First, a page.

Another rainy night and another late start. A walk through town and beautiful gardens. We spend some time on the internet trying to book a car as our train doesn’t go to Salamanca but the booking doesn’t quite work so we head off to the train and will try our luck when we get to Zamora.
The countryside is beautiful and as we sit and relax, Alma walks down the isle. We knew they were headed for Madrid but had no idea it was the same train – spooky.
We expect a 2 hour trip to Zamora but upon examining our tickets with glasses on it turns out we will not get in until 6.45pm. Time to crack that red that I have in my pack and settle down to mountains, ancient stone walls , bridges and vast open plains that glow pale yellow under a dark sky pregnant with expectation. It is a landscape that might be taken from an image library with an Australian theme and the poignancy of the moment is not lost. Far from home and missing the kids. The glow fades to sleet grey and rain as we alight in Zamora. Another town that looks drab and uninviting from the outskirts. A taxi to Plaza Mayor brings the old part of the city into view and as with many other small towns the ancient walls and stone iglesias and cathedral, with 12th century origins, are inviting and we set off under our heavy loads to find accommodation. Zamora was once the western ( or Portugese) frontier of Castillo y Leon, sitting on the Rio Duerdo just 50kms from the border.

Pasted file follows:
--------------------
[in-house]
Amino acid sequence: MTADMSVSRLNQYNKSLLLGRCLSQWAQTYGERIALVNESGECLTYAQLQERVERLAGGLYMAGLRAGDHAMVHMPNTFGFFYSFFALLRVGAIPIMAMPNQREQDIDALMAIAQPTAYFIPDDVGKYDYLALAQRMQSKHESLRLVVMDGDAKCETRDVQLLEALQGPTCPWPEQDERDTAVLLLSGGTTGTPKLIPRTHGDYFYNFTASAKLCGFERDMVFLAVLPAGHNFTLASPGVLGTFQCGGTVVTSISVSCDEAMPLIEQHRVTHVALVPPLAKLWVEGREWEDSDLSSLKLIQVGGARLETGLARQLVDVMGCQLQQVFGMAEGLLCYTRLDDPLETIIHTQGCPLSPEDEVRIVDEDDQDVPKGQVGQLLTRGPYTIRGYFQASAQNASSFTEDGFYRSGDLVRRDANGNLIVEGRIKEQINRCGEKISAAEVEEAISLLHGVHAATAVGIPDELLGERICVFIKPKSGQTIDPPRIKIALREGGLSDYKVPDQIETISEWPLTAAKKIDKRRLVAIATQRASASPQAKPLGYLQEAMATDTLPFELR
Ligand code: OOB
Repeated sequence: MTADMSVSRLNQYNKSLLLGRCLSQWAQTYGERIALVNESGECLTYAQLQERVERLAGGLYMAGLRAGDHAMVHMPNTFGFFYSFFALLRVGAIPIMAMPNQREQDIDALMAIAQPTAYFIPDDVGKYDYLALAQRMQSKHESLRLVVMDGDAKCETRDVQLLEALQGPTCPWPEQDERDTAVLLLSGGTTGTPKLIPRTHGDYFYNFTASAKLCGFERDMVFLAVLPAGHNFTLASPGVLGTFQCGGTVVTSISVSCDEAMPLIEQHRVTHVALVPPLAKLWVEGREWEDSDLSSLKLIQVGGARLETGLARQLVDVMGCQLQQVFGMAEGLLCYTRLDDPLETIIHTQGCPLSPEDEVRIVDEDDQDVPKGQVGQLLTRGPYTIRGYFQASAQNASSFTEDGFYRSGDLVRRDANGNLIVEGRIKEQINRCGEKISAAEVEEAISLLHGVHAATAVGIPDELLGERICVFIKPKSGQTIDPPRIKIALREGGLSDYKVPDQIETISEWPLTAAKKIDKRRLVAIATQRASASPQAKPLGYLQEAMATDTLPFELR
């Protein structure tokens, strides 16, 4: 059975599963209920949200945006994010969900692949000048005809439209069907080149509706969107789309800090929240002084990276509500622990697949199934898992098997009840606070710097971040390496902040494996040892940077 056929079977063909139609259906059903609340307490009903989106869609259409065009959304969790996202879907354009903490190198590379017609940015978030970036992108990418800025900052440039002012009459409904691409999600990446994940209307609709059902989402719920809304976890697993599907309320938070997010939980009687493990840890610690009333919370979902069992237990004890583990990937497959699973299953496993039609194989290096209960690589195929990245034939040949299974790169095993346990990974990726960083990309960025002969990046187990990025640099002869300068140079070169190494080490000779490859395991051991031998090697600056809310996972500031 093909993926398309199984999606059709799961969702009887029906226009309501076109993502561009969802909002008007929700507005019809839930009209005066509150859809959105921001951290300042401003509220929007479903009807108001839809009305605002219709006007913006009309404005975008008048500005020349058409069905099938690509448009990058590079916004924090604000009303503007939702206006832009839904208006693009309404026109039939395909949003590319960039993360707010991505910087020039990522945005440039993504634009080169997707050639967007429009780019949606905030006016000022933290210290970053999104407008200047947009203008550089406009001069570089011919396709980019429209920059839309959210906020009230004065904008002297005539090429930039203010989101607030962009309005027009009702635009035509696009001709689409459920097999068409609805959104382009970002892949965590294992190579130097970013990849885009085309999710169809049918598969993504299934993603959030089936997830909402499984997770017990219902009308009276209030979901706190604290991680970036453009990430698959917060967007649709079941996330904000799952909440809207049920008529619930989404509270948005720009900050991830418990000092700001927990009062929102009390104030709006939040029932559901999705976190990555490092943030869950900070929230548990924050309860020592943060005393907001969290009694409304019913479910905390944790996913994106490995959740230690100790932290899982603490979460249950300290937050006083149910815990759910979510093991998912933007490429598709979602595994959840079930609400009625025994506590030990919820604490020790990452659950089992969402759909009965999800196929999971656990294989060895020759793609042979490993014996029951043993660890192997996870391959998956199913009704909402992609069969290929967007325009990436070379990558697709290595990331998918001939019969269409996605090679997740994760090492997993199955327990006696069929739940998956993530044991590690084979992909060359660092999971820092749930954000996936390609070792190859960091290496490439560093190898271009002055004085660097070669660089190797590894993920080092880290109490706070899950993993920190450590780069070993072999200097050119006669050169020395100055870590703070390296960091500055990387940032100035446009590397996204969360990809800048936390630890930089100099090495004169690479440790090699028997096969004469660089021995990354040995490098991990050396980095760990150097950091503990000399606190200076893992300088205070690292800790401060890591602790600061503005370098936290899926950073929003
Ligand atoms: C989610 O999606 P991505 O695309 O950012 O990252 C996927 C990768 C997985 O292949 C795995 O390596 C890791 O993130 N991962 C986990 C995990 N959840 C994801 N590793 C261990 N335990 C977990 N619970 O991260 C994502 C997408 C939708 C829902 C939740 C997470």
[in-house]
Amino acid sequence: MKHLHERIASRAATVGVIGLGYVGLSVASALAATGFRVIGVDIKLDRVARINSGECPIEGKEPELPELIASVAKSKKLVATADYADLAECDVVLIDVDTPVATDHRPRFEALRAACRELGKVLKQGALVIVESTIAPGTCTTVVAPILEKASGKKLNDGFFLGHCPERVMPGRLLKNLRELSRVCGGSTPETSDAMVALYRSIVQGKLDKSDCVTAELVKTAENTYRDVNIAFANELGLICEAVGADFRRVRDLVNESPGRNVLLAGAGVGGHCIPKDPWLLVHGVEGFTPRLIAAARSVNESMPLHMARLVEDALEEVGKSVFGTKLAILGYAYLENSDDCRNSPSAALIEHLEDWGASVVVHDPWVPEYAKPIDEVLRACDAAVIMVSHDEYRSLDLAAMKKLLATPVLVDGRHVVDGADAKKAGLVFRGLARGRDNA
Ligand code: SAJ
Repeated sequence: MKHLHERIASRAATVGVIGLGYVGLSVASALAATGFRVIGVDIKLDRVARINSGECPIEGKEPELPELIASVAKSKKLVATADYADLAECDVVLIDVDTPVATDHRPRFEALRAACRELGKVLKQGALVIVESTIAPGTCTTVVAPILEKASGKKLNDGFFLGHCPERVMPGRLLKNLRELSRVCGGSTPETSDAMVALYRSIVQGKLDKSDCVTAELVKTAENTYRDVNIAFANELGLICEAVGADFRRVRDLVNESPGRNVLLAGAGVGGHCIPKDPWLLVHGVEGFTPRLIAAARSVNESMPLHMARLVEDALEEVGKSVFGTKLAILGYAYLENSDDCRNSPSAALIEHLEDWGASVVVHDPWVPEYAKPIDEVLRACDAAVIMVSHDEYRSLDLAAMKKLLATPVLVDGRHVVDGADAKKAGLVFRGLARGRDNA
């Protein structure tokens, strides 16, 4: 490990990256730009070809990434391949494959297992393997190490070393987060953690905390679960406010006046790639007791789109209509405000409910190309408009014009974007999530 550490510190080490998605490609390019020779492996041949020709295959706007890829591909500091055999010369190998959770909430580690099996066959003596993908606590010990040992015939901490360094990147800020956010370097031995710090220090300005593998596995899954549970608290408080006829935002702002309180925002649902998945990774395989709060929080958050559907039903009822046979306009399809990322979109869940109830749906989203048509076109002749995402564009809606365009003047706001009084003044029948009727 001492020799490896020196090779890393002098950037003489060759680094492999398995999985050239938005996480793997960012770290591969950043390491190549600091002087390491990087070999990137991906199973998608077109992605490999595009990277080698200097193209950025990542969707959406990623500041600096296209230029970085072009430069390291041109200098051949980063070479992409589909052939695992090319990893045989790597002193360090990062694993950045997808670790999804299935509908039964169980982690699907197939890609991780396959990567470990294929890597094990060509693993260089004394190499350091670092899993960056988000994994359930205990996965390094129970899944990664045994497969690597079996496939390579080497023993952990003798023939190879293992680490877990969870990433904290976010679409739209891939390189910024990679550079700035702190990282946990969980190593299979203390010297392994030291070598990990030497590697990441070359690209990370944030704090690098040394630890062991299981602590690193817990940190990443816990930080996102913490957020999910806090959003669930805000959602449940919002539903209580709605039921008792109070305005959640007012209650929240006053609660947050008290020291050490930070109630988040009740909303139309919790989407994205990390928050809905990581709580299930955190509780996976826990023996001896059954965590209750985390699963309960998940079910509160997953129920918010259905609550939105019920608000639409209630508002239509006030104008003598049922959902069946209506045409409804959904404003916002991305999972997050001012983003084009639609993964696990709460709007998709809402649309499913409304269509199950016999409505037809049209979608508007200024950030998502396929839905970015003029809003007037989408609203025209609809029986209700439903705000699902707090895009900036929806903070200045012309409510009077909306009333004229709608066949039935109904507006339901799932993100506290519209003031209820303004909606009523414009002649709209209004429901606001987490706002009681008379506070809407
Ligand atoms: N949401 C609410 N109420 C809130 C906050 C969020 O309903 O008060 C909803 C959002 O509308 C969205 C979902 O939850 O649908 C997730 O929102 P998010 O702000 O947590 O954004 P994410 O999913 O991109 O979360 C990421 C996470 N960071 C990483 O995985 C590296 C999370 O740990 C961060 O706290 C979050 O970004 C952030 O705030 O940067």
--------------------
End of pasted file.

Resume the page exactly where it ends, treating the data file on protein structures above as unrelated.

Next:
Hostal la Sol is tidy and dinner is hearty but not exceptional.
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